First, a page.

Inspired by nematode plant Nepenthes, scientists developed anti-biofouling coating technology
HC Coatings Network News: If the hull is covered by barnacles and other marine organisms outside, then these ships must intensify their efforts to burn more fuel and create more carbon dioxide emissions to move in the water. Although bio-fouling paints can kill these organisms, they can also harm other marine organisms. Therefore, scientists from the Nano Research Institute at the University of Sydney, Australia, have created a plant-inspired coating that prevents organisms from finding a foothold.
The insectivorous plant Nepenthes traps insects through a series of tiny structures around its open edges. These structures trap a layer of water on the surface of the plant, making the edges slippery. As a result, insects that have ventured into cages fall down, where they are drowned by the liquid that is secreted.
Under the direction of associate professor Chiara Neto, researchers replicated these structures by adding so-called "nanofolds" on the surface of transparent polymers. When the non-toxic silicone oil is added, even if it is submerged underwater, the "nano-pleated material" can keep a layer of transparent polymer in place.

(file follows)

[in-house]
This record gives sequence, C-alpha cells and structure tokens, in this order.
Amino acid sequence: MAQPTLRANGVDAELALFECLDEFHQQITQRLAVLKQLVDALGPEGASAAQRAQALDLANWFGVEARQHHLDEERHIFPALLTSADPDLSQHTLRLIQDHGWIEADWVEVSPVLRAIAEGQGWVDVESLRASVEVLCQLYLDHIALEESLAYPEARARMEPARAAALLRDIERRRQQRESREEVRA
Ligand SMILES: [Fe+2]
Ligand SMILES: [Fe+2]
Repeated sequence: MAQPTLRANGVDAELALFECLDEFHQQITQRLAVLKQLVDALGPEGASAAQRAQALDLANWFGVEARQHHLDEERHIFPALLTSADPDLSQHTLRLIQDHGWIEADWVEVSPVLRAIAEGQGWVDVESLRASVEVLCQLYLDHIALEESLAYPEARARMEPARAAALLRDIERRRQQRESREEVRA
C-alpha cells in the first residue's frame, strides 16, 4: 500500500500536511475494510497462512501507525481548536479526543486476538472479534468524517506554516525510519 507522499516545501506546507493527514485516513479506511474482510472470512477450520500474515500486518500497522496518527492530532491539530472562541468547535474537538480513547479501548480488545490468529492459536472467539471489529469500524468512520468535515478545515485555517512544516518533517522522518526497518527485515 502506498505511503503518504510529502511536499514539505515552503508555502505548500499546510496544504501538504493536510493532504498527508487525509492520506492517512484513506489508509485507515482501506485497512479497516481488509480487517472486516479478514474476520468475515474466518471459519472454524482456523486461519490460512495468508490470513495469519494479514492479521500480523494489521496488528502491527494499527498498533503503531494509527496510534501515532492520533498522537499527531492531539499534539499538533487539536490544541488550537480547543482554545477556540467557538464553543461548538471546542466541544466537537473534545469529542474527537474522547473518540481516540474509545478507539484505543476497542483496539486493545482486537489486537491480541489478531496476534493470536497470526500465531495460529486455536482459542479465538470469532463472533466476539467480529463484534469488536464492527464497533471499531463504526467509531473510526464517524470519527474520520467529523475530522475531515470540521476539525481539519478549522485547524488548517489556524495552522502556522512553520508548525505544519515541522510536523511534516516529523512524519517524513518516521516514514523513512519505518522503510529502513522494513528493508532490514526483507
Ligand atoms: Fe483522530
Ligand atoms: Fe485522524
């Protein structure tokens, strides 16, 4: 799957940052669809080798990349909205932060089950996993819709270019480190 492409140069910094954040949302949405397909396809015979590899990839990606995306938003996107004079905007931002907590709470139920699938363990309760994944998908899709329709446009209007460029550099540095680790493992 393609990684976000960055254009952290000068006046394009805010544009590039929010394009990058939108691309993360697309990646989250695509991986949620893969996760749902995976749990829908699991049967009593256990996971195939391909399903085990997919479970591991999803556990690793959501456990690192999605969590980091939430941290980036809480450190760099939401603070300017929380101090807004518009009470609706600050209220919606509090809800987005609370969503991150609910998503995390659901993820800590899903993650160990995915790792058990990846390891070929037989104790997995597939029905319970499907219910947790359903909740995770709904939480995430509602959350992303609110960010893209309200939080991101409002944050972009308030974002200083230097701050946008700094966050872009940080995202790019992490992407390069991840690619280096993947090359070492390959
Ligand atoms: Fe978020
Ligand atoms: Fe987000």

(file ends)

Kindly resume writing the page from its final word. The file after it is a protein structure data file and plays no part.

In laboratory tests, the coated polytetrafluoroethylene sample was almost resistant to all fouling of marine bacteria from common species. In contrast, untreated control samples were quickly "invaded" by bacteria.
The technology was also tested on a shark netted sample in Sydney Harbour for a period of seven weeks. Even in the harsher marine environment, "nano-folds" are still free from biofouling.
Papers on this study were recently published in the journal ACS Applied Materials & Interfaces.